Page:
Objective: This presentation aims to help dentists in choosing the best treatment strategy, which necessarily involves steps of problem identification, diagnosis, etiological factor removal or treatment, and, if necessary, restoration. Finally, appropriate restorative techniques are suggested for each situation.
- Rengo C et al. (2015) Marginal Leakage of Class V Composite Restorations Assessed Using Microcomputed Tomography and Scanning Electron Microscope. Operative Dentistry 40:440-448.
- Perez C R, et al. (2012) Restoration of noncarious cervical lesions: When, Why, and How. Int J Dent. 2012:687058.
- Perez C R (2010) Alternative Technique for Class V Resin Composite Restorations with Minimum Finishing/Polishing Procedures. Oper Dent 35:375-379.
- Moezyzadeh M and Kazemipoor M (2009) Effect of Different Placement Techniques on Microleakage of Class V composite Restorations. J Dent, Tehran University of Medical Sciences 6(3):121-9.
- Chimello DT et al. (2002) In vitro evaluation of microleakage of a flowable composite in class V restorations. Braz Dent J 13(3):184-187.
National Ribat University, Sudan
Time : 13:20-13:45
Mahitab Hassan Elgash, passionate and driven general practitioner Dentist in Alrehab Medical Center, UAE. He studied in National Ribat University, Sudan. He has a heart and goal to keep bright smile on every patient. Communicate kindheartedly to ease all the pressure and trauma on every patient.
Statement of the problem: Dental hygiene manner, smoking, and recognized dental health setbacks among individuals.
Background: Dental manners play a major role in terms of preventing oral diseases. To go further, only few people are aware of the relationship of smoking with the potential of oral diseases. More specifically, it appears that smoking interferes with the normal function of gum tissue cells. This interference makes smokers more susceptible to infections, such as periodontal disease, and also seems to impair blood flow to the gums - which may affect wound healing. However, this issue has not been previously tackled with importance.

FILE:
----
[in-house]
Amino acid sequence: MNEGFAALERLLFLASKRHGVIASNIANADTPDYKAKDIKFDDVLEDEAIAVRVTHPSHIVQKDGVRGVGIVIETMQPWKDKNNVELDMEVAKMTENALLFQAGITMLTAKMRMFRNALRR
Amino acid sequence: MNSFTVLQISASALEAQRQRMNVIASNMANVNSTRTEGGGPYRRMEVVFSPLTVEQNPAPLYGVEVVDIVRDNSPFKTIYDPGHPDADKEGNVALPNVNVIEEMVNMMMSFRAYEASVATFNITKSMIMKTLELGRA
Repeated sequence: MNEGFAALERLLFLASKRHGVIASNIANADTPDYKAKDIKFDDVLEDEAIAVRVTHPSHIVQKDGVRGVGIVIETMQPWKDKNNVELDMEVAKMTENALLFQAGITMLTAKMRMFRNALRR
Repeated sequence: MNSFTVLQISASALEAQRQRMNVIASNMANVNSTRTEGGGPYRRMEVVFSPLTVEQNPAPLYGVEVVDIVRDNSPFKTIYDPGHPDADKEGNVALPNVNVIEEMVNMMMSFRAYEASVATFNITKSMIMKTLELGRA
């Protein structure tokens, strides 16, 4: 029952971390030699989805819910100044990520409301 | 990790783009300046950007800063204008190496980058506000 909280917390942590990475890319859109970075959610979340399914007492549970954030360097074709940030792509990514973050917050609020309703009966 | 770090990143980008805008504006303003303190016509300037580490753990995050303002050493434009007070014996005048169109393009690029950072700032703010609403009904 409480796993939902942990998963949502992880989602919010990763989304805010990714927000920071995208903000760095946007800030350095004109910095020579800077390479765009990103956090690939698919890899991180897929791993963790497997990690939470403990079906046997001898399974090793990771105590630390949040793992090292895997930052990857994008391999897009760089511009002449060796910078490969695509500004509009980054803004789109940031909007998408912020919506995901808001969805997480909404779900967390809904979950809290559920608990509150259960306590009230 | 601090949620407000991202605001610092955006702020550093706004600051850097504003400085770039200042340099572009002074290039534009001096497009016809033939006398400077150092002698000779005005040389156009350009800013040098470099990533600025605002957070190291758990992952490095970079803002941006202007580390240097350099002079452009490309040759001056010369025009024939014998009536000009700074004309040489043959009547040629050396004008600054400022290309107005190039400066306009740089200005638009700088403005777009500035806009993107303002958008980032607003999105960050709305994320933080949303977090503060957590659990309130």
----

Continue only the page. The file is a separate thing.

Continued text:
Aims: Putting that into consideration, this study aims to analyze the behavior towards oral hygiene, habitual smoking and foreseen dental health problems among residents of UAE.
Material & Methods: An observation and interview with regards to dental hygiene practices, smoking and a perceived oral health problem was performed. Smoking results more serious problem regarding health that the patients are not fully aware. The method was descriptive study, predominantly focused to regular dental patients (smokers and non-smokers) visiting the clinic in the regular basis. The subject were asked how they usually clean their teeth and what the other methods they use, for example are if they frequently use mouthwash and routinely floss their teeth and how often they perform the said behavior. They were also asked about the potential problems they might encounter in the long run.